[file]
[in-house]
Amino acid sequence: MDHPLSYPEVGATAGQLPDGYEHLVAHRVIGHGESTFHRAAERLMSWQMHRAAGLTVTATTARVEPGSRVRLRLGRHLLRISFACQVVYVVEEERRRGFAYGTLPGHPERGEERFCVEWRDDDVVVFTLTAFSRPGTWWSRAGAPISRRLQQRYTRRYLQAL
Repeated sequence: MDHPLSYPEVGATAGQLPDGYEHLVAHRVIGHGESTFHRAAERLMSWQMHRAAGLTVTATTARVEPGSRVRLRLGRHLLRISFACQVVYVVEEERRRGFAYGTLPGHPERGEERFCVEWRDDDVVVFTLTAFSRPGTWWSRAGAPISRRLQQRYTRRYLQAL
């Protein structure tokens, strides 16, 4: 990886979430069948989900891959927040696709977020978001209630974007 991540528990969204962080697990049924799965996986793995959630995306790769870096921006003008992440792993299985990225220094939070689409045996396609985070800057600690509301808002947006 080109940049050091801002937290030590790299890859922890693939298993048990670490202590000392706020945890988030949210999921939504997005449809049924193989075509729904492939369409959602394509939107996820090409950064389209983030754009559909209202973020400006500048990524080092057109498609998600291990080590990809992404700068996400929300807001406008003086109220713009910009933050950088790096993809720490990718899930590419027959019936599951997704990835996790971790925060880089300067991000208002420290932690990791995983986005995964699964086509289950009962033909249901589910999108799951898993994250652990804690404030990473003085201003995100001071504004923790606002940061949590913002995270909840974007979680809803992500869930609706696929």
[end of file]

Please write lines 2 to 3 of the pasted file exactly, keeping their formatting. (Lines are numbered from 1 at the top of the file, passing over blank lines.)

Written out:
Amino acid sequence: MDHPLSYPEVGATAGQLPDGYEHLVAHRVIGHGESTFHRAAERLMSWQMHRAAGLTVTATTARVEPGSRVRLRLGRHLLRISFACQVVYVVEEERRRGFAYGTLPGHPERGEERFCVEWRDDDVVVFTLTAFSRPGTWWSRAGAPISRRLQQRYTRRYLQAL
Repeated sequence: MDHPLSYPEVGATAGQLPDGYEHLVAHRVIGHGESTFHRAAERLMSWQMHRAAGLTVTATTARVEPGSRVRLRLGRHLLRISFACQVVYVVEEERRRGFAYGTLPGHPERGEERFCVEWRDDDVVVFTLTAFSRPGTWWSRAGAPISRRLQQRYTRRYLQAL